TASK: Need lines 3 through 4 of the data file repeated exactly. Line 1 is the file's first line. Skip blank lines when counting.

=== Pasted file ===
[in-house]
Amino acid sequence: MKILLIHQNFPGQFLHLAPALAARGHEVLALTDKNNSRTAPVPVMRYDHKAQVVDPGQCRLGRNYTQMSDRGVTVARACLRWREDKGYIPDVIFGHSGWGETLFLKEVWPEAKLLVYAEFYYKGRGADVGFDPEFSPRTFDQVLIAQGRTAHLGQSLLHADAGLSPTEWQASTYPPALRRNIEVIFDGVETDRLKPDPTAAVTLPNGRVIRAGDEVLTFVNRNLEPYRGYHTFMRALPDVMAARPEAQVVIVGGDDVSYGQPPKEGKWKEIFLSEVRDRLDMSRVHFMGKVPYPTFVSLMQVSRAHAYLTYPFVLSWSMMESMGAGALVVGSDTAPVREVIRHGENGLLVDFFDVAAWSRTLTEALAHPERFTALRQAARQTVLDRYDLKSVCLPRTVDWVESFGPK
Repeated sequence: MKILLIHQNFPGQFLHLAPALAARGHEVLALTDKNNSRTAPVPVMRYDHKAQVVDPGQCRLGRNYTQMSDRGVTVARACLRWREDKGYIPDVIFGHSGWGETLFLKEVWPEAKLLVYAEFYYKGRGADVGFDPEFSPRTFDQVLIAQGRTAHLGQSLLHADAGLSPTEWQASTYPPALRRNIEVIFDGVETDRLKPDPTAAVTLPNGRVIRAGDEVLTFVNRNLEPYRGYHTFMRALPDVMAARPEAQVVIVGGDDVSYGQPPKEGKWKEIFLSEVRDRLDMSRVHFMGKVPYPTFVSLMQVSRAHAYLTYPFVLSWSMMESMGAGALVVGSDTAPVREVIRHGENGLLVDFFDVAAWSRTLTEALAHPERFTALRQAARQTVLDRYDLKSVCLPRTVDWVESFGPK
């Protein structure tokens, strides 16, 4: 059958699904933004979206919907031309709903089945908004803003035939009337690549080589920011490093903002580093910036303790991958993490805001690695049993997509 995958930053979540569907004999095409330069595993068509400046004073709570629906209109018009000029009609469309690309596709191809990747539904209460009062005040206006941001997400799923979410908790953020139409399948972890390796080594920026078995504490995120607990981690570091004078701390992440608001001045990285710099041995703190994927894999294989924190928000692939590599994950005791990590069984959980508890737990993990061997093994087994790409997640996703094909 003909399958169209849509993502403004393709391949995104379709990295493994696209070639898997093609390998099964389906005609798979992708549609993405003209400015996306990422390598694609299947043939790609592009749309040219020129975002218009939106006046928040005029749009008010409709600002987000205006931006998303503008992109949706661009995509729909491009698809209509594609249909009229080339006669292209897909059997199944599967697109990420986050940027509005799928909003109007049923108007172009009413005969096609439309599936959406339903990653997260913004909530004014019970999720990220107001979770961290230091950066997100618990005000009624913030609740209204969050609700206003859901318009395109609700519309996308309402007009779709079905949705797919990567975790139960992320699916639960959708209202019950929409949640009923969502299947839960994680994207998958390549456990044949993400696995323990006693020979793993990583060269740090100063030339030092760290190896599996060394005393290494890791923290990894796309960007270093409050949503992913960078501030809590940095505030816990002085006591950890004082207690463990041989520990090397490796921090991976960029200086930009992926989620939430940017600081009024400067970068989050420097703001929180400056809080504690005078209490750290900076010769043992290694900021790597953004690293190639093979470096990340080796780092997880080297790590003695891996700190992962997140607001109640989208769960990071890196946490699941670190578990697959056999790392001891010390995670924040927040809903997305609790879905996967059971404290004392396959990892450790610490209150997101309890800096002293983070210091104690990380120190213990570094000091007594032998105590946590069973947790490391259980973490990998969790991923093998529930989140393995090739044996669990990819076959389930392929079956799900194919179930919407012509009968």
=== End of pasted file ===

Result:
Repeated sequence: MKILLIHQNFPGQFLHLAPALAARGHEVLALTDKNNSRTAPVPVMRYDHKAQVVDPGQCRLGRNYTQMSDRGVTVARACLRWREDKGYIPDVIFGHSGWGETLFLKEVWPEAKLLVYAEFYYKGRGADVGFDPEFSPRTFDQVLIAQGRTAHLGQSLLHADAGLSPTEWQASTYPPALRRNIEVIFDGVETDRLKPDPTAAVTLPNGRVIRAGDEVLTFVNRNLEPYRGYHTFMRALPDVMAARPEAQVVIVGGDDVSYGQPPKEGKWKEIFLSEVRDRLDMSRVHFMGKVPYPTFVSLMQVSRAHAYLTYPFVLSWSMMESMGAGALVVGSDTAPVREVIRHGENGLLVDFFDVAAWSRTLTEALAHPERFTALRQAARQTVLDRYDLKSVCLPRTVDWVESFGPK
């Protein structure tokens, strides 16, 4: 059958699904933004979206919907031309709903089945908004803003035939009337690549080589920011490093903002580093910036303790991958993490805001690695049993997509 995958930053979540569907004999095409330069595993068509400046004073709570629906209109018009000029009609469309690309596709191809990747539904209460009062005040206006941001997400799923979410908790953020139409399948972890390796080594920026078995504490995120607990981690570091004078701390992440608001001045990285710099041995703190994927894999294989924190928000692939590599994950005791990590069984959980508890737990993990061997093994087994790409997640996703094909 003909399958169209849509993502403004393709391949995104379709990295493994696209070639898997093609390998099964389906005609798979992708549609993405003209400015996306990422390598694609299947043939790609592009749309040219020129975002218009939106006046928040005029749009008010409709600002987000205006931006998303503008992109949706661009995509729909491009698809209509594609249909009229080339006669292209897909059997199944599967697109990420986050940027509005799928909003109007049923108007172009009413005969096609439309599936959406339903990653997260913004909530004014019970999720990220107001979770961290230091950066997100618990005000009624913030609740209204969050609700206003859901318009395109609700519309996308309402007009779709079905949705797919990567975790139960992320699916639960959708209202019950929409949640009923969502299947839960994680994207998958390549456990044949993400696995323990006693020979793993990583060269740090100063030339030092760290190896599996060394005393290494890791923290990894796309960007270093409050949503992913960078501030809590940095505030816990002085006591950890004082207690463990041989520990090397490796921090991976960029200086930009992926989620939430940017600081009024400067970068989050420097703001929180400056809080504690005078209490750290900076010769043992290694900021790597953004690293190639093979470096990340080796780092997880080297790590003695891996700190992962997140607001109640989208769960990071890196946490699941670190578990697959056999790392001891010390995670924040927040809903997305609790879905996967059971404290004392396959990892450790610490209150997101309890800096002293983070210091104690990380120190213990570094000091007594032998105590946590069973947790490391259980973490990998969790991923093998529930989140393995090739044996669990990819076959389930392929079956799900194919179930919407012509009968």